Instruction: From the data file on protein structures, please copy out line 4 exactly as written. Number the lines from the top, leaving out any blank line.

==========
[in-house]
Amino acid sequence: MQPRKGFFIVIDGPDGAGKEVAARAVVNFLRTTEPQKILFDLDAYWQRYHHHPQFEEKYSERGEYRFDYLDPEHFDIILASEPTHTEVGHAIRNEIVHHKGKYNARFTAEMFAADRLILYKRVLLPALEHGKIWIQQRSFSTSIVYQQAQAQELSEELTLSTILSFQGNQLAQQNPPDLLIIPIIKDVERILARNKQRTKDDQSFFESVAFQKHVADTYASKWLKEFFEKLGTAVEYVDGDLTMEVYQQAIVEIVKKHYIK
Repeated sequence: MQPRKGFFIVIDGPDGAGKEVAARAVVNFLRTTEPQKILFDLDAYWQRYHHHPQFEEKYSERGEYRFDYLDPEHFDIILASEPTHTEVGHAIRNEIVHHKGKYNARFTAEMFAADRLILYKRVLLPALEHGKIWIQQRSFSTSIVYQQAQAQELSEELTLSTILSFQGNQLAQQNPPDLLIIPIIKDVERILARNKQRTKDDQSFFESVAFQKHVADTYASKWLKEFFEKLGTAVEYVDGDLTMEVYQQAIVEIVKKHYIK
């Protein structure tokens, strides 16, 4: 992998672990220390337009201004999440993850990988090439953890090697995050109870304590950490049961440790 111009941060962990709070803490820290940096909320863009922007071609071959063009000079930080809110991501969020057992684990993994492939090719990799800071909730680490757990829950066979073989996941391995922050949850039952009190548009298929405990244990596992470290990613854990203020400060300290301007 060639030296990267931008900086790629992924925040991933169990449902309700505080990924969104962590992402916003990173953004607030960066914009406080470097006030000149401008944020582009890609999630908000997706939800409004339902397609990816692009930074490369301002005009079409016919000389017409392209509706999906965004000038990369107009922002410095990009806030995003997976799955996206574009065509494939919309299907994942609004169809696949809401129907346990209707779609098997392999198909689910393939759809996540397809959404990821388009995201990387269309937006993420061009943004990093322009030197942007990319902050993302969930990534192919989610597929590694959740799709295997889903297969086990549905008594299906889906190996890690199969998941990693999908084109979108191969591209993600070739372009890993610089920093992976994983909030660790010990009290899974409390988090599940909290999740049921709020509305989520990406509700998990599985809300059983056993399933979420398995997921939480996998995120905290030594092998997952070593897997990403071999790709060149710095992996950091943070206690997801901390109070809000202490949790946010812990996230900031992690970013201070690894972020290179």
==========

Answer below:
């Protein structure tokens, strides 16, 4: 992998672990220390337009201004999440993850990988090439953890090697995050109870304590950490049961440790 111009941060962990709070803490820290940096909320863009922007071609071959063009000079930080809110991501969020057992684990993994492939090719990799800071909730680490757990829950066979073989996941391995922050949850039952009190548009298929405990244990596992470290990613854990203020400060300290301007 060639030296990267931008900086790629992924925040991933169990449902309700505080990924969104962590992402916003990173953004607030960066914009406080470097006030000149401008944020582009890609999630908000997706939800409004339902397609990816692009930074490369301002005009079409016919000389017409392209509706999906965004000038990369107009922002410095990009806030995003997976799955996206574009065509494939919309299907994942609004169809696949809401129907346990209707779609098997392999198909689910393939759809996540397809959404990821388009995201990387269309937006993420061009943004990093322009030197942007990319902050993302969930990534192919989610597929590694959740799709295997889903297969086990549905008594299906889906190996890690199969998941990693999908084109979108191969591209993600070739372009890993610089920093992976994983909030660790010990009290899974409390988090599940909290999740049921709020509305989520990406509700998990599985809300059983056993399933979420398995997921939480996998995120905290030594092998997952070593897997990403071999790709060149710095992996950091943070206690997801901390109070809000202490949790946010812990996230900031992690970013201070690894972020290179």